Nelson & His World

Discussion on the life and times of Admiral Lord Nelson
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 Post subject: Lady Hamilton's Black Maid
PostPosted: Sat Jan 24, 2009 3:29 pm 
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I am interested in finding information on what happened to Lady Hamilton's Black Maid, Fatima who came from Egypt. This all started in 2004 when I was writing an article called The Admiral, The Mistress and The Maid about Nelson's Surrey connectionon for the Surrey Museums Group Newsletter, I work as a volunteer at the Museum of Farnham and knew of the story that Emma was rumoured to have stayed at Farnham after Merton was sold and Fatima died in Bear Lane Workhouse. It is unlikely Emma lived in Farnham and Fatima could not have died in Farnham Workhouse because it was in Hale Road at that time. I know she went to a Workhouse, which is referred to as Bear Lane in various books (but which Bear Lane, London perhaps?) went mad and was sent to St Luke's Hospital where she died. I am trying to fnd out if there is any evidence that she went to Richmond, Surrey with Emma after Merton was sold to try and put a date to when she would have been sent away. The Richmond History Society do not have anything, only confirmation Emma lived at Heron House ( known as Herring House) which belonged to Old Q (Duke of Queensbury) Also I read in Caole Orman's (sorry can't recall the proper surname) book Nelson published about 1947 that Horatia remembered she was told Fatima came fron a slave ship and the fateful day when Cripp (the head gardner at Merton) took Fatima away to the Workhouse and then to St Lukes. The author used quotes but unfortunately did not provide any source. I have looked at some papers at the National Maritime Museum including Horatia's letters and they do not mention Fatima and I was wandering if any one has any ideas or have read anything. I would also like to know if anyone can help, about Lord Gordon who wrote a verse about Fatima. The books I have read such as Molly Hardwick's on Emma, say very little about him. I already know Fatima was christened at Merton Church in 1802 and the reference to her dancing with Emma at a gathering in the Hamilton's London home and that she a Coptic. I have written this purely from memory so I have not been precise.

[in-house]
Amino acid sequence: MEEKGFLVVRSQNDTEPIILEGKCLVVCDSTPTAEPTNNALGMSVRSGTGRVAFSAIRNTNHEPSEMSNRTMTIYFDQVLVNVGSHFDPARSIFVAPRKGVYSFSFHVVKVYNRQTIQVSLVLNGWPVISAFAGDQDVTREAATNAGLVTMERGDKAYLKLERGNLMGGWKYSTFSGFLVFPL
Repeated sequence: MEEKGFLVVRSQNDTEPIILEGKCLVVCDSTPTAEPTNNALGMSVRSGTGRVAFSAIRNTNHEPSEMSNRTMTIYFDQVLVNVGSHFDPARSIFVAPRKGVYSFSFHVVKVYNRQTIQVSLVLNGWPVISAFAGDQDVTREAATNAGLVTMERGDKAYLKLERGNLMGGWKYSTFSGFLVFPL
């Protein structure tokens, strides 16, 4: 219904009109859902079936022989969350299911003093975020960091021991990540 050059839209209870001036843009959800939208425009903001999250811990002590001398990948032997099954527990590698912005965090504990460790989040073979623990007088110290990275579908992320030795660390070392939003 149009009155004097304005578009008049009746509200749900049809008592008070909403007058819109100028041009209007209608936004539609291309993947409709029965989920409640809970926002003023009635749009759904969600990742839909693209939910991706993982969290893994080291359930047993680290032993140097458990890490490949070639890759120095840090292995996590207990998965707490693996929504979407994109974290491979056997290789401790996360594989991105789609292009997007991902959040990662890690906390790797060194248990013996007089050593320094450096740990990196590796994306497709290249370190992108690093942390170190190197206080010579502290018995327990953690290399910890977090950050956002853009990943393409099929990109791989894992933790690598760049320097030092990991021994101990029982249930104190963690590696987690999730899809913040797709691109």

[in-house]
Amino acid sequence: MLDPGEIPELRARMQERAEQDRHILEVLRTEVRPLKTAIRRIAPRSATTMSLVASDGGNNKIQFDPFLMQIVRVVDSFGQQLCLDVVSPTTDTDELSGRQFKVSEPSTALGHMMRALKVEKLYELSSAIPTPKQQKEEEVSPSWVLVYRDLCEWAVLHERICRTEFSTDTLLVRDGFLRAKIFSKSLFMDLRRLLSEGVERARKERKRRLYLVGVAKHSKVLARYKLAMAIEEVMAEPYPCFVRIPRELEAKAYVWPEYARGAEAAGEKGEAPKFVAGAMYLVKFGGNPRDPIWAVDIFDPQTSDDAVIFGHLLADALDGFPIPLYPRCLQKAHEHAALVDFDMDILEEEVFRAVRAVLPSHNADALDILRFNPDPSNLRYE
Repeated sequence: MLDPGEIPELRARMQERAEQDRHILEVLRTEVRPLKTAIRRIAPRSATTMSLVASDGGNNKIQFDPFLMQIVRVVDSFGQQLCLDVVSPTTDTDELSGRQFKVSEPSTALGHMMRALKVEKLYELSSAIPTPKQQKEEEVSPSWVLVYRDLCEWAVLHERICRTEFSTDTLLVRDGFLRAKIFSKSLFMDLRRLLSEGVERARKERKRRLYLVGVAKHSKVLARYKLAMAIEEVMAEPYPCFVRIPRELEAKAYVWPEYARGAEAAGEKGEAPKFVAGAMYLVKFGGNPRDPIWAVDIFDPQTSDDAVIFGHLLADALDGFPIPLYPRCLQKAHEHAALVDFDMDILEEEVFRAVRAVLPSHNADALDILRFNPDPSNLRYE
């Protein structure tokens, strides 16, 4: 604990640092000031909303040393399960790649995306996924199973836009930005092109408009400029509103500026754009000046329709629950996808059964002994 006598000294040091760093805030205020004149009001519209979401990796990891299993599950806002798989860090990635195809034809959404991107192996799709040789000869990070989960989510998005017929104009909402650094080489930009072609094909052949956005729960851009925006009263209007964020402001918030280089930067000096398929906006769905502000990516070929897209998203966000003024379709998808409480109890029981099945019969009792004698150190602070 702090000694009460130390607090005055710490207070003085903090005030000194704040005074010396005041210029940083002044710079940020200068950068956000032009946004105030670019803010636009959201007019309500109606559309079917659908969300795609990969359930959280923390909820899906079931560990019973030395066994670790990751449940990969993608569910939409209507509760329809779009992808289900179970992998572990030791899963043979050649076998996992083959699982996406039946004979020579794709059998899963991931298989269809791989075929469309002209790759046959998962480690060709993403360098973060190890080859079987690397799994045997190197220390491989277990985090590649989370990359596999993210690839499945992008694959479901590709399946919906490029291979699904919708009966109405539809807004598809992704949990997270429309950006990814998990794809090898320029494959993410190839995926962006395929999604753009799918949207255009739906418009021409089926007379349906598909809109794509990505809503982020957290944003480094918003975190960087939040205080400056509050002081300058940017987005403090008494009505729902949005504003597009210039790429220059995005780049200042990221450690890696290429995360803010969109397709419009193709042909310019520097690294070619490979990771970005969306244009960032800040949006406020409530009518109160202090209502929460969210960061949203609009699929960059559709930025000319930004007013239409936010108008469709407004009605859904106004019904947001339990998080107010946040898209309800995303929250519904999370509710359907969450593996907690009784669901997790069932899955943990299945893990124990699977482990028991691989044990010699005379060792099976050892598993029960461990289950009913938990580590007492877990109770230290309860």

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PostPosted: Tue Jan 27, 2009 8:53 am 
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Tina, I don't know whether this will help, but Winifred Gérin mentions in her biography of Horatia, that the son-in-law of Cribb the gardener, who was a boy of twelve when Nelson left for Trafalgar, recalled seeing Horatia 'playing in the grounds of Merton, closely followed by her black maid.' The source given is simply 'Chamberlain:reminiscences of Old Merton'. If you can get hold of a copy of this book (there are a couple of copies on www.abebooks.co.uk ) there might be more on the timing of Fatima's removal from Merton, possibly when the house was sold in 1808?

Carola Oman notes that Emma was very fond of Fatima and while she was at Bear Lane workhouse, prior to her removal to St Luke's madhouse, '10 shillings a week was being paid for her'. This seems rather odd. I thought the workhouse was for those who were utterly penniless. Ten shillings a week was more than a servant was paid so why banish her? Unless she had already started exhibiting strange behaviour. Maybe Carola Oman also got her information from the Chamberlain book. Hudson, who supplied the information about Horatia and Fatima at Merton, lived until 1889 so his memory about the workhouse/madhouse details might not be totally reliable.